Estimated reading time: 4 minutes
Pop-up retail—sometimes called ‘flash retail’— isn’t new, but it is a ‘secret weapon’ that small business owners use to get their product out into the world, and into the hands of their customers. In the pop-world, business owners find a venue like a coffee shop, book store, craft fair, or farmer’s market, then set up a retail shop for a limited time: anything from one day to a few weeks.
This is an opportunity for VARs to serve a growing trend, particularly because mobility and connectivity are key for business owners running pop-up shops. A pop-up shop can also involve anything from food trucks to traveling merchandise tours, as both are becoming increasingly more popular. These business owners are looking for reliable, affordable solutions, but they may not be the most technologically savvy at all times, which is an opportunity for you to step in and foster relationships.
What’s the Point in Pop-Up?
Many business owners are dipping their toe into business, fueled through success or inspiration based on sites like Etsy. Pop-up and mobile locations are more flexible for cautious entrepreneurs looking to grow a brand and gain funding without having to quit their day job and risk everything on their venture. The thing is, they’re popular for a reason, and consumers are willing to drop dollars at these shops for a few different reasons:
- It’s authentic. Business owners are standing behind what you sell, answering questions, building credibility, and connecting with the customer.
- It’s special. You weren’t there last week, you won’t be there tomorrow, so it’s a special occasion—the perfect time for an impulse purchase.
- It’s affordable. Your expenses are low, so you can think about easy price points.
- It’s mobile. Businesses travel to their customers, which is a great way to test the viability of a new business, or expand an existing business
The Solutions They’ll Need:
Owners running temporary shops, whether they’re satellite holiday shops, food trucks, or simple retail booths, will need a rugged point-of-sale system to process transactions. Keep in mind that these end-users will need mobile, yet rugged solutions, and this gives you the opportunity to truly show off what your tech can do for them.
- Cash Register
Although working with cash brings a theft risk, your end-user may decide to accept cash payments. In this instance, they’ll need some sort of secure cash drawer. However, an all-in-one solution, though it sacrifices mobility, may be a more secure and desirable option. Be sure you ask them about their plan regarding cash transactions.
- Android Pay and Apple Pay
The latest trend in payment is smartphone-based: Android Pay and Apple Pay. Accepting this kind of payment requires a reader with NFC, so it’s less likely that smaller business owners will opt for this method of accepting payment. However, owners of food trucks, concession stands, or satellite holiday shops may be interested in these options.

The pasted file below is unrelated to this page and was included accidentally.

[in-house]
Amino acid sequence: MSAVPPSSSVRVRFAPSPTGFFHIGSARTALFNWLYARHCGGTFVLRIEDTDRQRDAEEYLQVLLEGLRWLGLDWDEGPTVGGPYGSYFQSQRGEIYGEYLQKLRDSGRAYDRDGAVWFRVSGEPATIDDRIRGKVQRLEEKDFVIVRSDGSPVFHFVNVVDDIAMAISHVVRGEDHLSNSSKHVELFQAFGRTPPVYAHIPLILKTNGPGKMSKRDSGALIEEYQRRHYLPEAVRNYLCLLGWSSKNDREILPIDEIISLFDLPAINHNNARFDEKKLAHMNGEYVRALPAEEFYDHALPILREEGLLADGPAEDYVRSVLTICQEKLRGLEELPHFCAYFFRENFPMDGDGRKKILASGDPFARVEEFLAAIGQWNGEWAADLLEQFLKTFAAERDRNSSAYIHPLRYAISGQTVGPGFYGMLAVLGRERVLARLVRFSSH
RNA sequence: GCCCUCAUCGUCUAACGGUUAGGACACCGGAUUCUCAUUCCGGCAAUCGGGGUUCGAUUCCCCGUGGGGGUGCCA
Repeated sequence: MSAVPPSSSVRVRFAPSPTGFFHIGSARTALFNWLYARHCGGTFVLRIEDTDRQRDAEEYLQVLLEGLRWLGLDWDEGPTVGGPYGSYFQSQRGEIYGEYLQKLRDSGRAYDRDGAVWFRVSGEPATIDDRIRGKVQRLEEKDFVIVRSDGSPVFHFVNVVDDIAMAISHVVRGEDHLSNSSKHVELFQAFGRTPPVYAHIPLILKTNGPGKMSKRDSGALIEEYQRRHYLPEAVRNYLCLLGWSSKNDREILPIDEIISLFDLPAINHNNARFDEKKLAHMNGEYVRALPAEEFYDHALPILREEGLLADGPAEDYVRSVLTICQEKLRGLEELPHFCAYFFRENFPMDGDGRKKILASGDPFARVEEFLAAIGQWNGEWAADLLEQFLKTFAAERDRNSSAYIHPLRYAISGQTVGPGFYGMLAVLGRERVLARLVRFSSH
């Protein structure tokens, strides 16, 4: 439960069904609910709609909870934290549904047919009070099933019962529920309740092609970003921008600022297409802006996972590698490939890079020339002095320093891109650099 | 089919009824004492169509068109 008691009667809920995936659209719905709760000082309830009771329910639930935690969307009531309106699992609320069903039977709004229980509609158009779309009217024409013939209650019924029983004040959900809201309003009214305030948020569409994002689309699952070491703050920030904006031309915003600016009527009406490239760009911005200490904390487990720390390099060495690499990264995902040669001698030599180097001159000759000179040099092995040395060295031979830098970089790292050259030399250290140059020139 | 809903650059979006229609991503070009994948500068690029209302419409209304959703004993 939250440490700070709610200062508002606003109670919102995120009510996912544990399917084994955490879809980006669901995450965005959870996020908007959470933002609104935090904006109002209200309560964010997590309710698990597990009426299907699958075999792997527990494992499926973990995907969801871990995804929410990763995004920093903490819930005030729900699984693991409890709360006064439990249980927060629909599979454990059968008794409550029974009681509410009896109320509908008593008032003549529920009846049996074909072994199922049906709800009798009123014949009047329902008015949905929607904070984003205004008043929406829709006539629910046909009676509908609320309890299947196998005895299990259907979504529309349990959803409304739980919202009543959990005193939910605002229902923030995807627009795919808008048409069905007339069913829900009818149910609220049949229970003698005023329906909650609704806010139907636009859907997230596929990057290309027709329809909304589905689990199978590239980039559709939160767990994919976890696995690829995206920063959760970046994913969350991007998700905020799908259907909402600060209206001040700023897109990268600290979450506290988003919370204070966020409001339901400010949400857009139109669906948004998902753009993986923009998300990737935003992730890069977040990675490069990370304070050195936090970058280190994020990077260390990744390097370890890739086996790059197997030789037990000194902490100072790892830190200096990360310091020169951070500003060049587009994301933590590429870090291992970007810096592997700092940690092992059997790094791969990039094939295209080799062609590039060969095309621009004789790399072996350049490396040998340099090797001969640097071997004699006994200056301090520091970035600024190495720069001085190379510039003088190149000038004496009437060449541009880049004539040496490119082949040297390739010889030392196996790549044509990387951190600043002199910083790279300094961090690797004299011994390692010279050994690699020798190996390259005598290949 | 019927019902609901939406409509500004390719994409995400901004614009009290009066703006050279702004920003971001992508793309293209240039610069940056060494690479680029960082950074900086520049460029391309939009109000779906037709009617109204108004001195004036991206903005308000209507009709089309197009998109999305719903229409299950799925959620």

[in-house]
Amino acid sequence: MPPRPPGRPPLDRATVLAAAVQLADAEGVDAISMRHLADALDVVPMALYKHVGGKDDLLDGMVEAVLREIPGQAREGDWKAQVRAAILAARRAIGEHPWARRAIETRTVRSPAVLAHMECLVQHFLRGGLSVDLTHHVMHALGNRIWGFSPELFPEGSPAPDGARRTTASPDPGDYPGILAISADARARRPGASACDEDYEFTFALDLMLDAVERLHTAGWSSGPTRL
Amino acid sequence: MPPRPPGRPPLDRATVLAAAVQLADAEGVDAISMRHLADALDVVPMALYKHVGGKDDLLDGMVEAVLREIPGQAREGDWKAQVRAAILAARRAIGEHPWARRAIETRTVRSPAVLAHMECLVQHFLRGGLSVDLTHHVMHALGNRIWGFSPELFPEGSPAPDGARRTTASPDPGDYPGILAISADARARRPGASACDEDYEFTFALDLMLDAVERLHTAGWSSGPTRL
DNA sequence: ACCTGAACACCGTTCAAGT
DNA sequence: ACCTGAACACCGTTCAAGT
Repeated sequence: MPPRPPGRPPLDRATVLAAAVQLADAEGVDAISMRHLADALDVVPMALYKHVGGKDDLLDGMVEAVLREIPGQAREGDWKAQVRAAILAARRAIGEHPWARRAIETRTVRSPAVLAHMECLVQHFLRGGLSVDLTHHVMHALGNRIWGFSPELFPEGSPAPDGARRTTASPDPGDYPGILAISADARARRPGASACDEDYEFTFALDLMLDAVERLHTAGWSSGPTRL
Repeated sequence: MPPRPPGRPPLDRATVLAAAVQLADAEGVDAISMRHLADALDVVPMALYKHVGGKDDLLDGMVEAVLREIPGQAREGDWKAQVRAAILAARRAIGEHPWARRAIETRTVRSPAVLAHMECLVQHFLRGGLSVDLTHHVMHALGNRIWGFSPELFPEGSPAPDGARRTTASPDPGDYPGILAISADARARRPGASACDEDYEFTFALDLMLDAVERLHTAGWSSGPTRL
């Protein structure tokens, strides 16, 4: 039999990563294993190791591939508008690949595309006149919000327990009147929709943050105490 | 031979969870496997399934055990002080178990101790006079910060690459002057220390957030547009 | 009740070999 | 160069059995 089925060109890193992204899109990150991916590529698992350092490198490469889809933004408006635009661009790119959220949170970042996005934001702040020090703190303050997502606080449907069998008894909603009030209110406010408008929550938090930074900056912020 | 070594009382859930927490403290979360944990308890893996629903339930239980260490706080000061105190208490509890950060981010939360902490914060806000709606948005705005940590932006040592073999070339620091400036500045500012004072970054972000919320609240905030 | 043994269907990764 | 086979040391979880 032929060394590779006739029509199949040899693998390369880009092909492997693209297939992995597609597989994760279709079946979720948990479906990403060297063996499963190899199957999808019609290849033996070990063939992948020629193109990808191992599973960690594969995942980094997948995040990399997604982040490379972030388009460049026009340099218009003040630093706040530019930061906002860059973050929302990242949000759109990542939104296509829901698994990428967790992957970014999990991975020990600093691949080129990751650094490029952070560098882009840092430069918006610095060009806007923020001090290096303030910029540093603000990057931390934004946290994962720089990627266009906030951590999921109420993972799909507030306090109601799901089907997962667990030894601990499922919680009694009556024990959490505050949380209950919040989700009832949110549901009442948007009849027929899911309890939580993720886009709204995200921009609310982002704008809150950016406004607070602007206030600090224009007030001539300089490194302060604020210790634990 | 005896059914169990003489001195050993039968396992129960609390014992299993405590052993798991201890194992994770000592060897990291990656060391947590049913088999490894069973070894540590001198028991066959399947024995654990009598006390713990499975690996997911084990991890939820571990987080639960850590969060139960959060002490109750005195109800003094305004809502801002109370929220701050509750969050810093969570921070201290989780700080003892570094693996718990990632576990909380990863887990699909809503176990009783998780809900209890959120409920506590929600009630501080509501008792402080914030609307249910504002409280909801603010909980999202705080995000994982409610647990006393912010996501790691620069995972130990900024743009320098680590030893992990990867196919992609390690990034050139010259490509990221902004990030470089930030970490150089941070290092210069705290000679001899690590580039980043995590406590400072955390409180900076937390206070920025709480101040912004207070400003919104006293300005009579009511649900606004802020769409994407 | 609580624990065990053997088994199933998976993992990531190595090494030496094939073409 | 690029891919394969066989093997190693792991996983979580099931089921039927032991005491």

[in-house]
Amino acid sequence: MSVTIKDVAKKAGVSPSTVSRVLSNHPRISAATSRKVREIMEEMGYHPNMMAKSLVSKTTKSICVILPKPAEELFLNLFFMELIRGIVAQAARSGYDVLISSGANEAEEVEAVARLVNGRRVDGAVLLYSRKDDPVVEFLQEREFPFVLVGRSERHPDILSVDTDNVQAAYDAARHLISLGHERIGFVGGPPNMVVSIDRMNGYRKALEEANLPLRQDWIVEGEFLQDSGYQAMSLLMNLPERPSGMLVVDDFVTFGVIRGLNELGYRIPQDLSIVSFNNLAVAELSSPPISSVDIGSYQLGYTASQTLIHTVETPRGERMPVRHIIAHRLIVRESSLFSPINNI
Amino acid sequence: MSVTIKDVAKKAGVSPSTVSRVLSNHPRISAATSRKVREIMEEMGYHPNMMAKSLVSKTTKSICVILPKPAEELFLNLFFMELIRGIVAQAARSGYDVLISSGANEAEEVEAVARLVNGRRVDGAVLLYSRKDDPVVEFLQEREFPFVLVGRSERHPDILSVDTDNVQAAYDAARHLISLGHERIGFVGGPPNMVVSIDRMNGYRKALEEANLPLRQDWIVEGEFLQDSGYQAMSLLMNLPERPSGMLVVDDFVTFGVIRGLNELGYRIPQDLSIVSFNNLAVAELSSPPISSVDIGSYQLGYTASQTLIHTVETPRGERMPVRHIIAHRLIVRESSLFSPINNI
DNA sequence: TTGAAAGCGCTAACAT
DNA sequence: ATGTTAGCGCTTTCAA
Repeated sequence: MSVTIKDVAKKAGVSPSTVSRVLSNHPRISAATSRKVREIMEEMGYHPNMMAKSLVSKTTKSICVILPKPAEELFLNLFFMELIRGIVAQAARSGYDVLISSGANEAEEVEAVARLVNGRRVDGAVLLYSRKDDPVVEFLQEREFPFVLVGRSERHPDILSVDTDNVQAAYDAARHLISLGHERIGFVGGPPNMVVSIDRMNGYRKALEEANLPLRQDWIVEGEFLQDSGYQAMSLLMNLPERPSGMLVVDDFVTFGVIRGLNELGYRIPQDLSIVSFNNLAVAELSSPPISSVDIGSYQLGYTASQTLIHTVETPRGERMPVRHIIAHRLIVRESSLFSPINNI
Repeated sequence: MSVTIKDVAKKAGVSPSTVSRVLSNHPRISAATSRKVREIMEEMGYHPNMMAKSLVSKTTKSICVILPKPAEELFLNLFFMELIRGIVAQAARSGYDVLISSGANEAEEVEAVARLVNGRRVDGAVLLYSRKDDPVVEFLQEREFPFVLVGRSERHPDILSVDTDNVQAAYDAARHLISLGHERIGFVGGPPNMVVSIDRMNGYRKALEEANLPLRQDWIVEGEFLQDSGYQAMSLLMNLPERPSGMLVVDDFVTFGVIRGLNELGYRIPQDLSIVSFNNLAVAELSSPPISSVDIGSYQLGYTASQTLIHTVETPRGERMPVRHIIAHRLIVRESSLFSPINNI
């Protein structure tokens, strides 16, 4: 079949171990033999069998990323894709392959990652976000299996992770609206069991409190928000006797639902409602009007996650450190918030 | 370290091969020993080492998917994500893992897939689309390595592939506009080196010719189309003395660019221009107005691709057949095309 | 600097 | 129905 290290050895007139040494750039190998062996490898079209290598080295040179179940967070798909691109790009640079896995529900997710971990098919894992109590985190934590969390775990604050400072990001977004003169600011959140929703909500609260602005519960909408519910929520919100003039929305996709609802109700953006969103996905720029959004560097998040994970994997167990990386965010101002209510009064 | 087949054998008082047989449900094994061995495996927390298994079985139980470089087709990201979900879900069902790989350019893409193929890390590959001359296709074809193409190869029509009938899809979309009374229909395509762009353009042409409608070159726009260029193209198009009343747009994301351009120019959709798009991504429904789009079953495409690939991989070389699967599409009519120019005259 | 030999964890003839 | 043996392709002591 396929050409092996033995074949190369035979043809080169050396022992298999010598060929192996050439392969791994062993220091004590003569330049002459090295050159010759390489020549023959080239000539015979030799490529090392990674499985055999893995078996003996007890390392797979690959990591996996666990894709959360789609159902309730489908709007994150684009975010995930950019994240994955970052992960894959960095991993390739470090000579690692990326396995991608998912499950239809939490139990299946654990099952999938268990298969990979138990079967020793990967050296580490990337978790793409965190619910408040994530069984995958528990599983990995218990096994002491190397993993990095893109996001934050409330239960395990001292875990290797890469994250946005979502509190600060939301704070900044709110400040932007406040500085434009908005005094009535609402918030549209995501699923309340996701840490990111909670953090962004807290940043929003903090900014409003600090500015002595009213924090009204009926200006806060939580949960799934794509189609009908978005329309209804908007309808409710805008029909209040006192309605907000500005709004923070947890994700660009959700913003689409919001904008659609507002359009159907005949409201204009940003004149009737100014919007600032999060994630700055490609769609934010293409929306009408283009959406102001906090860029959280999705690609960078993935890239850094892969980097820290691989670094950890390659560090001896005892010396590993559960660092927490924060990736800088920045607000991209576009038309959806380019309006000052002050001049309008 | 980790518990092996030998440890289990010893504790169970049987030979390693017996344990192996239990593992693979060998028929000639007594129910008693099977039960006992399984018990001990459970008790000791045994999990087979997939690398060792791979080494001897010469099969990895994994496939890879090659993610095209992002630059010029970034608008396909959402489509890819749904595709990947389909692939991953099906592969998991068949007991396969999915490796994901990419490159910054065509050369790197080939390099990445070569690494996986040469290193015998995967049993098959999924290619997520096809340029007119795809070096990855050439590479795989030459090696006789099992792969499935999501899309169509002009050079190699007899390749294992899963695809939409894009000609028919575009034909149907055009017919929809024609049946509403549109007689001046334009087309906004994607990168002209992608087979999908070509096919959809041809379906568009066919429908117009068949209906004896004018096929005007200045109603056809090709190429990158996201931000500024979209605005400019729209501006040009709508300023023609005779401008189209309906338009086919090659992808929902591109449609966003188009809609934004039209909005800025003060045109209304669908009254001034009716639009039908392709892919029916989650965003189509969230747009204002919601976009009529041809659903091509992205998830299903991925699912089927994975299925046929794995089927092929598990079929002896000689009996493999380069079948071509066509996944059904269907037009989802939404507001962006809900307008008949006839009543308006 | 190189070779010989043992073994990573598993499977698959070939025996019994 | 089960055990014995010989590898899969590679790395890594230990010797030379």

- Receipt Printers
Determine whether your customer is going to operate with printed receipts or strictly emailed ones, or a combination of the two. Once you’ve determined that, you can consider whether selling them a compact receipt printer, or a mobile model will best suit their needs. Consider their need for battery life, connectivity, and overall speed, given the mobile, stop-and-go nature of their ventures.
- Card Readers
You’ll have to determine how they plan on accepting payments for their pop-up shop. They’ll likely want to opt for EMV-enabled card readers, but whether they’re looking for something more advanced than even that should be considered. Wireless payment systems should be presented as well, particularly if they’re managing payments on tablets or smart phones.
- Barcode Scanning
If the end-user is planning to offer coupons or rewards for your shop, you’ll likely need to explain their needs for some kind of barcode scanner. For a mobile pop-up shop, it’s most likely they’d need a 2D scanner, so they can scan images from customers’ phones.
Pop-up shop owners will absolutely need to invest a solid amount into their wireless solution in order to even function, unless they intend to stay cash-only. This may require VARs to offer more support and hand-holding, since network solutions can seem very complicated to a layman. Get to know their needs, their wireless capabilities, and what ISP they plan to use.
Pop-up shops are becoming an accessible business venture for many end-users, and they’ve become a way to expand on current businesses without needing to fully commit to purchasing a location. Popular restaurants can simply park their food truck near a sporting event or music festival and capitalize on an event, even if their brick-and-mortar location is far away. Holiday shops selling Christmas, Halloween, and other seasonal items are more broad scale and less mobile, but still temporary locations that need solutions to get up and running. Holiday markets, farmer’s markets, craft shows, and other festivals also bring in both smaller scale and large-scale entrepreneurs, but come with more challenges surrounding connectivity and payment processing. Get to know the types of mobile pop-up shop your customers may have, and take stock of the solutions necessary to start a new mobile shop, so you can expand your sales and build your relationships.